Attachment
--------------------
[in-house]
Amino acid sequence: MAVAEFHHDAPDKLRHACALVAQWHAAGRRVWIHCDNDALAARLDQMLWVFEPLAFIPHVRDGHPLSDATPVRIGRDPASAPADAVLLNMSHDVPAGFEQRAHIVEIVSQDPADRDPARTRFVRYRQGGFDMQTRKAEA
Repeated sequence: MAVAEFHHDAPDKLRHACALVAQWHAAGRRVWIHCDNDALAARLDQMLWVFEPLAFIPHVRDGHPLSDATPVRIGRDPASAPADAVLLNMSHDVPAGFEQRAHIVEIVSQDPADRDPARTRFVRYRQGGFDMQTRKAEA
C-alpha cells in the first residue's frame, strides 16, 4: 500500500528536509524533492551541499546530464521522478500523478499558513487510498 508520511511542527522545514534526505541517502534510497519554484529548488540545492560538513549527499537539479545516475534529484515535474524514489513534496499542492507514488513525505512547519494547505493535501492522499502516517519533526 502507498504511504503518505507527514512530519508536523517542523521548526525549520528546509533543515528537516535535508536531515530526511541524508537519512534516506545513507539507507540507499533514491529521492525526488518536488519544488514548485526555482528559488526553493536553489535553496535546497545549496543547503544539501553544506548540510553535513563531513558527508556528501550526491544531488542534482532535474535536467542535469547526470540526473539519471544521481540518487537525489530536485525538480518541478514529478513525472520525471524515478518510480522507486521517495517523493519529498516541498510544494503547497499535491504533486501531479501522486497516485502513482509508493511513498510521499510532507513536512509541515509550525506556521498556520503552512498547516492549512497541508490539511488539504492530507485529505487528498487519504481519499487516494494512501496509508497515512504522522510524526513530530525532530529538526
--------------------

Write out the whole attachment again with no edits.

[in-house]
Amino acid sequence: MAVAEFHHDAPDKLRHACALVAQWHAAGRRVWIHCDNDALAARLDQMLWVFEPLAFIPHVRDGHPLSDATPVRIGRDPASAPADAVLLNMSHDVPAGFEQRAHIVEIVSQDPADRDPARTRFVRYRQGGFDMQTRKAEA
Repeated sequence: MAVAEFHHDAPDKLRHACALVAQWHAAGRRVWIHCDNDALAARLDQMLWVFEPLAFIPHVRDGHPLSDATPVRIGRDPASAPADAVLLNMSHDVPAGFEQRAHIVEIVSQDPADRDPARTRFVRYRQGGFDMQTRKAEA
C-alpha cells in the first residue's frame, strides 16, 4: 500500500528536509524533492551541499546530464521522478500523478499558513487510498 508520511511542527522545514534526505541517502534510497519554484529548488540545492560538513549527499537539479545516475534529484515535474524514489513534496499542492507514488513525505512547519494547505493535501492522499502516517519533526 502507498504511504503518505507527514512530519508536523517542523521548526525549520528546509533543515528537516535535508536531515530526511541524508537519512534516506545513507539507507540507499533514491529521492525526488518536488519544488514548485526555482528559488526553493536553489535553496535546497545549496543547503544539501553544506548540510553535513563531513558527508556528501550526491544531488542534482532535474535536467542535469547526470540526473539519471544521481540518487537525489530536485525538480518541478514529478513525472520525471524515478518510480522507486521517495517523493519529498516541498510544494503547497499535491504533486501531479501522486497516485502513482509508493511513498510521499510532507513536512509541515509550525506556521498556520503552512498547516492549512497541508490539511488539504492530507485529505487528498487519504481519499487516494494512501496509508497515512504522522510524526513530530525532530529538526